ST. LOUIS — Whether it was the galling lack of offense or a misplayed bunt, the zero-for-15 afternoon from two All-Stars or the mistakes by a rookie lefty reliever, the sum of 6 hours, 7 minutes of baseball Sunday at Busch Stadium for the Cardinals was a distressing loss.
And still they came away with one significant gain.
(PHOTO: St. Louis Cardinals’ Jon Jay singles past Pittsburgh Pirates pitcher Juan Cruz in 17th-inning action on Sunday, August 19, 2012, at Busch Stadium in St. Louis, Missouri.)
Hours before the Cardinals blinked first and lost 6-3 to the Pittsburgh Pirates in 19 innings, starter Jaime Garcia made an emphatic return from the disabled list. Garcia set a career high with 10 strikeouts and did not allow an earned run through eight innings. He kept the Cardinals in the game longer than the offense deserved, and 11 innings after he departed a 2-2 game those missed opportunities caught up with them.
Pirates third baseman Pedro Alvarez tagged rookie Barret Browning with a solo homer in the 19th and Andrew McCutchen added two more runs off Browning to steal an evenly played game.
“I don’t know if it can be any more disappointing,” Cardinals manager Mike Matheny said.
“A huge win,” Alvarez said on the other side. “Gives you a rush of energy.”
The victory kept the Pirates unbeaten in four extra-inning games this season and gave them a new foothold in the standings. After losing six of its previous eight games, Pittsburgh (67-54) took the three-game series from the Cardinals (65-56) and riveted them into third place, two games behind second-place Pittsburgh in the National League Central and wild-card race. The Cardinals were unable to pass the Bucs because of another extended power outage. The Cardinals remain the league’s leading offense in runs scored, average, on-base percentage, and inexplicable stretches of ineffectiveness that lack all three.
The Cardinals and Pirates traded runs in the 17th to continue extra innings Sunday and underscore how evenly matched they were in a taut, crisply played series. Through the first 36 innings against each other this weekend, the two teams had each scored nine runs. The Cardinals’ inability to capitalize on earlier opportunities cost them late. David Freese and Matt Holliday combined to go hitless in 15 at-bats. With starter Jeff Karstens and a parade of relievers, the Pirates went one stretch retiring 22 of 24 Cardinals. Carlos Beltran’s two-run double in the fourth gave the Cardinals their only lead of the game, and he was their last player in scoring position until he got to second base in the 14th inning.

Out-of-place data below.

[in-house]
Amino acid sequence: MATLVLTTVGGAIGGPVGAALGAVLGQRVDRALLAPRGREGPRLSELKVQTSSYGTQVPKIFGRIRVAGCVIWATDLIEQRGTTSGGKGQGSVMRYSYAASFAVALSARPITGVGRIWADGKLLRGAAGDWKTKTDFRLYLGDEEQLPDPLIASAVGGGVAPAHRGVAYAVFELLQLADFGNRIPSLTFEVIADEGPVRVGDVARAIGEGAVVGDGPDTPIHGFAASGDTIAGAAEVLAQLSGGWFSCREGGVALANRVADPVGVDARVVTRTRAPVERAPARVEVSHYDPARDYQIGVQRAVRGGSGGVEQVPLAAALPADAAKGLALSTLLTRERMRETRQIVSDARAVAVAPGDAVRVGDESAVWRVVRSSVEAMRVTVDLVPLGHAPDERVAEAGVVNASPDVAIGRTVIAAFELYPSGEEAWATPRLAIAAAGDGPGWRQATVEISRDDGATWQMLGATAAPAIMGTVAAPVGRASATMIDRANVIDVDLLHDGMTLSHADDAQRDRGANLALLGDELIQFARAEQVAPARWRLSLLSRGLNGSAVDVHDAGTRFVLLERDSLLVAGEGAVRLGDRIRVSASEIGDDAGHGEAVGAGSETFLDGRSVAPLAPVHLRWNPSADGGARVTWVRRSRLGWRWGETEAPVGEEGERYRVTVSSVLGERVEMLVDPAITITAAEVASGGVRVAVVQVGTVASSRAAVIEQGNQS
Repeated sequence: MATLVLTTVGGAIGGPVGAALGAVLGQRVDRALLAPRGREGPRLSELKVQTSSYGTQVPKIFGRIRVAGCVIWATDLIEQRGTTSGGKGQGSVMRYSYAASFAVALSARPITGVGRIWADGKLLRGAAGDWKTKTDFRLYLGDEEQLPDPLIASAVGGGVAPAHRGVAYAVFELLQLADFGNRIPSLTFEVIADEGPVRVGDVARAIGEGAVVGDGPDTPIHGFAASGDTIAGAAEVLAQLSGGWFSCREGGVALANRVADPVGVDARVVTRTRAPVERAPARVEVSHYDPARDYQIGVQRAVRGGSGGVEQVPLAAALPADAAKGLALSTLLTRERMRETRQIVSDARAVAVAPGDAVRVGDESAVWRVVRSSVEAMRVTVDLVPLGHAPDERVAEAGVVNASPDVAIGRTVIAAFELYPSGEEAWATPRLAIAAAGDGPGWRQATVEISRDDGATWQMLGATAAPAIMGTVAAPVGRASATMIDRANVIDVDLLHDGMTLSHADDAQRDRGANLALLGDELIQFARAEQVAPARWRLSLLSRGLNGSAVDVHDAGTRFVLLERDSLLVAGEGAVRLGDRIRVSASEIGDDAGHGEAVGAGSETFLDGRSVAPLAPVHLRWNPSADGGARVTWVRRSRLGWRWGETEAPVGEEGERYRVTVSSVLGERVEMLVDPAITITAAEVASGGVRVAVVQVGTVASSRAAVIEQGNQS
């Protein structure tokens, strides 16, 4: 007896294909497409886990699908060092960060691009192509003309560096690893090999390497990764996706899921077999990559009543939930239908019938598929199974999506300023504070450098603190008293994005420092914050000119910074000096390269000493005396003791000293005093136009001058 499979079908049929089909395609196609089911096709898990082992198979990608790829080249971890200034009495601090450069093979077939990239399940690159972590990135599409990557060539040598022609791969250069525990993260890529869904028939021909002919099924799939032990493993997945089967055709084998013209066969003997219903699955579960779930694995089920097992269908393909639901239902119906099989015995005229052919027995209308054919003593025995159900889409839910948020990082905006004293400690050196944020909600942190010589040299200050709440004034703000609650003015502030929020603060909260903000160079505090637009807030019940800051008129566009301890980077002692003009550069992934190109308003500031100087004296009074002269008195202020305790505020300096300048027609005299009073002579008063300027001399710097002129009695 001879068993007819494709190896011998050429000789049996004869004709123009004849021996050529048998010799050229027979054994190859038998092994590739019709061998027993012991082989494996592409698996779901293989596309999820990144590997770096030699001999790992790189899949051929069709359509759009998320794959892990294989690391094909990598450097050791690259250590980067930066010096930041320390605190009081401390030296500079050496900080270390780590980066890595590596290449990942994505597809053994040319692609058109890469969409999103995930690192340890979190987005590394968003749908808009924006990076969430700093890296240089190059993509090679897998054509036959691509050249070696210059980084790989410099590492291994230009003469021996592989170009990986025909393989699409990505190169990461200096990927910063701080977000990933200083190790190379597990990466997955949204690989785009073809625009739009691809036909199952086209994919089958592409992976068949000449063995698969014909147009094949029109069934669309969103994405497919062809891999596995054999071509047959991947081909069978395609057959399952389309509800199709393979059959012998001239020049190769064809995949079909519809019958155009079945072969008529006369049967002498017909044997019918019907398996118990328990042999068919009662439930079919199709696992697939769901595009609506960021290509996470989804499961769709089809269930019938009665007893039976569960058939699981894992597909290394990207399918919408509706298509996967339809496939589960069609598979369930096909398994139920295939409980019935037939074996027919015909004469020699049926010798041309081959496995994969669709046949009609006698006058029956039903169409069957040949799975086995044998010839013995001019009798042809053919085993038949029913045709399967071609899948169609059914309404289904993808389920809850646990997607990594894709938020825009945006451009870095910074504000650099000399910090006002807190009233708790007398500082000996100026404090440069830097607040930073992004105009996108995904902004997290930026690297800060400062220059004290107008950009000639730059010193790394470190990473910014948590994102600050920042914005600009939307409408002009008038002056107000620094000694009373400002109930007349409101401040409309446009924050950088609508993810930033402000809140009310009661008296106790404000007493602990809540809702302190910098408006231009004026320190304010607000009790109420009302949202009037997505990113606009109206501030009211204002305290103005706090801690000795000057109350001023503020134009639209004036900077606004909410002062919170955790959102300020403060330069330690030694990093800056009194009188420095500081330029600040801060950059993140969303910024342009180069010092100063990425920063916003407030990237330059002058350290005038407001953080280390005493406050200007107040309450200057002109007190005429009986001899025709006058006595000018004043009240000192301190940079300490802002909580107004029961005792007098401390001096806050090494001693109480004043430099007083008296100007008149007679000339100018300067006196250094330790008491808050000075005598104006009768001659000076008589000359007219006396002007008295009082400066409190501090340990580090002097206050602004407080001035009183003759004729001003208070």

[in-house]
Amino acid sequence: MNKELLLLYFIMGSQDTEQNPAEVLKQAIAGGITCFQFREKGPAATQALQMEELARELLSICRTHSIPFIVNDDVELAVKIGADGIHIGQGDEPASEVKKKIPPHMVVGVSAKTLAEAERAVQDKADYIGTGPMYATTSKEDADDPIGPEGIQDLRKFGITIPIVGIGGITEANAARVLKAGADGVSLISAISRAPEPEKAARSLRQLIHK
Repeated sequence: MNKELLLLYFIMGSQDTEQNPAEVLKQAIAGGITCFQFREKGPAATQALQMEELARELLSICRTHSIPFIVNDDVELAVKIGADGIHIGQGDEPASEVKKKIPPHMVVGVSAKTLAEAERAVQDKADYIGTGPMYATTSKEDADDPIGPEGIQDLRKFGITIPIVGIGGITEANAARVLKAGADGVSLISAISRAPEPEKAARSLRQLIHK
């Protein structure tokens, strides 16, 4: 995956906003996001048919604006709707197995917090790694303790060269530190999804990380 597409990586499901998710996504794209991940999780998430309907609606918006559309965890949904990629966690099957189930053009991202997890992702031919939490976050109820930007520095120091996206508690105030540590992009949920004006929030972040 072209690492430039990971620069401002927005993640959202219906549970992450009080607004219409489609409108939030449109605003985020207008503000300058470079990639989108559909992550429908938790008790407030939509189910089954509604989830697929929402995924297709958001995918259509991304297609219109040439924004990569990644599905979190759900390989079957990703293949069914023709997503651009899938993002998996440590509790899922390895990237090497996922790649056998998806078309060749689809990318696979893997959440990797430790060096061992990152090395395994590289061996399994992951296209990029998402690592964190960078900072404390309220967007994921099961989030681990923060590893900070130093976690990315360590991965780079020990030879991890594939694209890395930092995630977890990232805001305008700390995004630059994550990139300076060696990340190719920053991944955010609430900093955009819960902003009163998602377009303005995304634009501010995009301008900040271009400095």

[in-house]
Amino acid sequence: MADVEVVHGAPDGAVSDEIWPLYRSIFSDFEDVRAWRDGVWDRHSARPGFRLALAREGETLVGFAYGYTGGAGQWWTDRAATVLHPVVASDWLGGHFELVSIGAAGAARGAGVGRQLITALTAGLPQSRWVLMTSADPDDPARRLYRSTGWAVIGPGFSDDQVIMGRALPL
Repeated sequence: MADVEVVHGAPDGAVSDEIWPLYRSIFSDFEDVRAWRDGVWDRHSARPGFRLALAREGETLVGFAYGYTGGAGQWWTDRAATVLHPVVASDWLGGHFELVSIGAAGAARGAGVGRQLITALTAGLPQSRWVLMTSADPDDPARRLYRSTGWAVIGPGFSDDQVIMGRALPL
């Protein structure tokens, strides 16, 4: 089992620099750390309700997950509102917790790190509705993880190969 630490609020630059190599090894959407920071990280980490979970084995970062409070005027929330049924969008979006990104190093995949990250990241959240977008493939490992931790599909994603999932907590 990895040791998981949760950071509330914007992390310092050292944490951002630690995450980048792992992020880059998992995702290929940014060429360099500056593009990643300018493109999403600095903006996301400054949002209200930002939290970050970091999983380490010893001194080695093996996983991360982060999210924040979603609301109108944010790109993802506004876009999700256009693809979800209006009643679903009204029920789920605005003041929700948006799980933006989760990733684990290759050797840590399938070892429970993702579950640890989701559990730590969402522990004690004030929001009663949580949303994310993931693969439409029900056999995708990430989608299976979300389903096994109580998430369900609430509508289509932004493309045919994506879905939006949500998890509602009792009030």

Beltran stole three bases after the 14th but didn’t score partially because the Cardinals could not produce a hit in seven extra-inning plate appearances with a runner in scoring position.
“A loss is a loss, no matter how you break it down,” said second baseman Skip Schumaker, who contributed an 0-for-three day to the Cardinals’ one-for-10 with runners in scoring position. “We had opportunities. I had opportunities. Didn’t come through. We didn’t come through offensively.”
The step back in the standings has the potential to be fleeting.
The return of Garcia has the potential to assure that.
When last Garcia pitched in the majors, he left the Cardinals with only questions. On Sunday, he offered a revelation. The lefty, who went on the disabled list in June with a shoulder injury after a series of starts with diminishing performance, was more assertive in the first inning that he had been in any inning of his final starts. He struck out three consecutive batters after a leadoff single in the first. By the end of the fifth inning, he had a 2-0 lead, and he had struck all but two batters in the Pirates’ lineup at least once.
Garcia was “filthy on us early, and he was pitching good all day,” Bucs manager Clint Hurdle said.
“I feel like a different guy than before,” Garcia said.
He looked like the pitcher who, as Schumaker said, “is a huge piece of our puzzle here.” Matheny allowed him to power through the eighth inning, and the lefty completed his game with a strikeout of Jose Tabata. Matheny said he “liked the way the ball was coming out of his hands, how nasty his stuff was.” What cost Garcia two runs (both unearned) wasn’t his pitching, but his fielding.
A combination of two bunts, one sacrifice fly, a single, and a fielding error by Garcia led to the Pirates’ first two runs. Karstens bunted the ball back to Garcia, and the lefty’s eagerness to get off a throw cost him the out. Three batters later McCutchen tied the score at 2-2.
“I have to make that play,” he said. “With the pitcher it’s an easy out. You’ve got to take it.”
Garcia’s return to the rotation moved rookie Joe Kelly to the bullpen, where he was ready Sunday as long relief. Garcia’s strength through eight kept Kelly alive for extra innings. He was essential, pitching 5 2/3 innings. An infield single off reliever Marc Rzepczynski’s glove tagged Kelly with a run in the 17th, but the Cardinals answered with Tony Cruz’s sacrifice fly in the bottom of the inning to keep the game pushing toward 6 hours.
Alvarez essentially ended it with his 23rd homer.
McCutchen’s two-run single off Browning clinched it.
In the end, the teams used 44 of the 50 eligible players. A total of 16 pitchers combined to throw 574 pitches. Wandy Rodriguez, a starter, scored his first win since Pittsburgh acquired him from Houston. And at least one concessions stand had run out of hot dogs, leaving only ice cream, soda and nachos to sell.
The loss left a hollowness.
“I think it hurts a little bit more because were out there for six-plus hours and we just didn’t come out on top,” infielder Daniel Descalso said. “We had a lot of chances up there. … Any time you’re out there for 19 innings it probably stings a little more than usual.”